HB 350 would allow juveniles charged with Class C misdemeanors (the mildest category of misdemeanors) to fulfill their sentences through community service or tutoring hours, instead of paying a fine, which can run between $60 and $500. HB 408 creates minimum standards for the training of juvenile case managers, who help students navigate the courts. HB 409 places juvenile case managers under the supervision of a judge.

“Disciplinary problems are a red flag that tell us a child is at risk of dropping out of school,” Walle said in a statement. “Since many of these young people end up in our municipal and [justice of the peace] courts, it’s important for our courts to offer consequences, like community service and tutoring hours, that appropriately address the discipline problems while helping these students to stay in school.”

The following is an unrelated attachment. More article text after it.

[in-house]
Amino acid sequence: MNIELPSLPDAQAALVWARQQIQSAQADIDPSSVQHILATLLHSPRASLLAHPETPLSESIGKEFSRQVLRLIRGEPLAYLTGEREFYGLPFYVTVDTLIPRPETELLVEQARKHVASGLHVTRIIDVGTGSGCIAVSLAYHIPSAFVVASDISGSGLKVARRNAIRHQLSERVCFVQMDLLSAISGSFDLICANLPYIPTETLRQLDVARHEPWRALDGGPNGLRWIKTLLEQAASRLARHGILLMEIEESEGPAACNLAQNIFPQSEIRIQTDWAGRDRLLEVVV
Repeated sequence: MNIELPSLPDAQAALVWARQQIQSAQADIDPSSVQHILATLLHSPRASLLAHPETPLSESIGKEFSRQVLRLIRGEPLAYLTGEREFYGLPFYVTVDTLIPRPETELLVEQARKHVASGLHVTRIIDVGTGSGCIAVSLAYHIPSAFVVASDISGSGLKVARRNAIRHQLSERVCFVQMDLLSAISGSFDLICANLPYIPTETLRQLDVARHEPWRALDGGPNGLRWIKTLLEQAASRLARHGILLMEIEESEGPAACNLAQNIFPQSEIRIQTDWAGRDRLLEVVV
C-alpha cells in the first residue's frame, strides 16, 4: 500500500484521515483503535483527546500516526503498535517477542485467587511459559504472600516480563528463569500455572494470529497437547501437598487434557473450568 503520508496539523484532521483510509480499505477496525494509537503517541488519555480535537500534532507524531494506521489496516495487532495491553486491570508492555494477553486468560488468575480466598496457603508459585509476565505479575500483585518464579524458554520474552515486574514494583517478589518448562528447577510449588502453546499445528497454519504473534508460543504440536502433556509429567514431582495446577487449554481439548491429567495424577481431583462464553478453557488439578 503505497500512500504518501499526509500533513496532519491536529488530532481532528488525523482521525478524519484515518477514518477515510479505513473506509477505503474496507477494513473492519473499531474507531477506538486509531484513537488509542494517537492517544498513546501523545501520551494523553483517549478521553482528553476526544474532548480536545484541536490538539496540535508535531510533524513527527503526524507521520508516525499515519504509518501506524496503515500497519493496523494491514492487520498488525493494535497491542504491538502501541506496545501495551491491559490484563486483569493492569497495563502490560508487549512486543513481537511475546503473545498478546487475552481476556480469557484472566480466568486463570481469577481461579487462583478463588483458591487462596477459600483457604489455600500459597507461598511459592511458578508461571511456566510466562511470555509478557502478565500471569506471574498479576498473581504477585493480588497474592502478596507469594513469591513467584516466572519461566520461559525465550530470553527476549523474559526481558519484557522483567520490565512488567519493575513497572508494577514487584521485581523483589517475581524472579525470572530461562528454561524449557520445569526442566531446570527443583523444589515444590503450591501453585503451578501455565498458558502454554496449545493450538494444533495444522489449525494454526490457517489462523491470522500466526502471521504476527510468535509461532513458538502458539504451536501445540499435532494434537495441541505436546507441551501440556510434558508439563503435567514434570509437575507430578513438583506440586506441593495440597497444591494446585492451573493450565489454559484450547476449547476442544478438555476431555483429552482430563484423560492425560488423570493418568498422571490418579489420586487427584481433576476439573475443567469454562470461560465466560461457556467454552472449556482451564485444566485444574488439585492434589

He’s also filed HB 348, which would require specialized training for school district peace officers, school resource officers, and school security personnel employed by a school district; and HB 349, which would require that school districts keep track of tickets and arrests of students. I think all of them are appropriate and I support their passage. You can see Rep. Walle’s full statement about these bills here.

Too many tickets

From Texas Appleseed, via Grits.

Class C Ticketing, Arrest of Youth at School is Introducing Thousands to Justice System, Says New Appleseed Report

Schools Should Follow Lead of Juvenile Justice Agencies: Restrict Pepper Spray, Taser Use